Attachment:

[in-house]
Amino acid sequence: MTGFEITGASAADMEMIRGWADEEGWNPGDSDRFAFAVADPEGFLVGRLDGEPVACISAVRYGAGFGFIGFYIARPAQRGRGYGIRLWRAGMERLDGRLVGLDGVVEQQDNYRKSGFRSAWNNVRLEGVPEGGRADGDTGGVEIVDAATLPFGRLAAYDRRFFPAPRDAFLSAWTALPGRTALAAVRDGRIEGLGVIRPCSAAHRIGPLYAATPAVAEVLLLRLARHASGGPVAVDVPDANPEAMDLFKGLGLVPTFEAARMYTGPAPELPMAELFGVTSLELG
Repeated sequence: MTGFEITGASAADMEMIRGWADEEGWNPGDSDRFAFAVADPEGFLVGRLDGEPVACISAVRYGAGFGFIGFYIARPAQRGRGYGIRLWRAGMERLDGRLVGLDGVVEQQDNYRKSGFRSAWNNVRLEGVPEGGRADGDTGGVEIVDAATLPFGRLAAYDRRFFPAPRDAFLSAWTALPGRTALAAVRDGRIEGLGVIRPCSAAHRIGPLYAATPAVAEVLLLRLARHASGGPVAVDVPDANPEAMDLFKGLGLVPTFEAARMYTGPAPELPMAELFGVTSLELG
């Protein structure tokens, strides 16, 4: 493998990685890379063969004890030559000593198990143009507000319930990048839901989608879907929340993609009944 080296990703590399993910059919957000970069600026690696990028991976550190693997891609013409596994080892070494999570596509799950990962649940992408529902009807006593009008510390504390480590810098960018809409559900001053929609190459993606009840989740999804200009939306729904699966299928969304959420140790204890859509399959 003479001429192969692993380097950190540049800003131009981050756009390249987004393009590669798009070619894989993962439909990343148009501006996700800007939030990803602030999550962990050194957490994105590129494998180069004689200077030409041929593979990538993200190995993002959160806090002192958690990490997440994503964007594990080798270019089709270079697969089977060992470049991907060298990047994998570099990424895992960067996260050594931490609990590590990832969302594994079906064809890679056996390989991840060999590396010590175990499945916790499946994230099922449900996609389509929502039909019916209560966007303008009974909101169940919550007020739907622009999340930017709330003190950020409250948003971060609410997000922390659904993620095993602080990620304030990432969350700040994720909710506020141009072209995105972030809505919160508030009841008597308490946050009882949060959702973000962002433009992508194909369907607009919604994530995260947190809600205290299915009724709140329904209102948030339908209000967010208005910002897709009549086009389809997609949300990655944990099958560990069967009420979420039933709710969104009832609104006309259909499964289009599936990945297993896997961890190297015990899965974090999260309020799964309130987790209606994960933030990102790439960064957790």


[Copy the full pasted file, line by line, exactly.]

[in-house]
Amino acid sequence: MTGFEITGASAADMEMIRGWADEEGWNPGDSDRFAFAVADPEGFLVGRLDGEPVACISAVRYGAGFGFIGFYIARPAQRGRGYGIRLWRAGMERLDGRLVGLDGVVEQQDNYRKSGFRSAWNNVRLEGVPEGGRADGDTGGVEIVDAATLPFGRLAAYDRRFFPAPRDAFLSAWTALPGRTALAAVRDGRIEGLGVIRPCSAAHRIGPLYAATPAVAEVLLLRLARHASGGPVAVDVPDANPEAMDLFKGLGLVPTFEAARMYTGPAPELPMAELFGVTSLELG
Repeated sequence: MTGFEITGASAADMEMIRGWADEEGWNPGDSDRFAFAVADPEGFLVGRLDGEPVACISAVRYGAGFGFIGFYIARPAQRGRGYGIRLWRAGMERLDGRLVGLDGVVEQQDNYRKSGFRSAWNNVRLEGVPEGGRADGDTGGVEIVDAATLPFGRLAAYDRRFFPAPRDAFLSAWTALPGRTALAAVRDGRIEGLGVIRPCSAAHRIGPLYAATPAVAEVLLLRLARHASGGPVAVDVPDANPEAMDLFKGLGLVPTFEAARMYTGPAPELPMAELFGVTSLELG
């Protein structure tokens, strides 16, 4: 493998990685890379063969004890030559000593198990143009507000319930990048839901989608879907929340993609009944 080296990703590399993910059919957000970069600026690696990028991976550190693997891609013409596994080892070494999570596509799950990962649940992408529902009807006593009008510390504390480590810098960018809409559900001053929609190459993606009840989740999804200009939306729904699966299928969304959420140790204890859509399959 003479001429192969692993380097950190540049800003131009981050756009390249987004393009590669798009070619894989993962439909990343148009501006996700800007939030990803602030999550962990050194957490994105590129494998180069004689200077030409041929593979990538993200190995993002959160806090002192958690990490997440994503964007594990080798270019089709270079697969089977060992470049991907060298990047994998570099990424895992960067996260050594931490609990590590990832969302594994079906064809890679056996390989991840060999590396010590175990499945916790499946994230099922449900996609389509929502039909019916209560966007303008009974909101169940919550007020739907622009999340930017709330003190950020409250948003971060609410997000922390659904993620095993602080990620304030990432969350700040994720909710506020141009072209995105972030809505919160508030009841008597308490946050009882949060959702973000962002433009992508194909369907607009919604994530995260947190809600205290299915009724709140329904209102948030339908209000967010208005910002897709009549086009389809997609949300990655944990099958560990069967009420979420039933709710969104009832609104006309259909499964289009599936990945297993896997961890190297015990899965974090999260309020799964309130987790209606994960933030990102790439960064957790």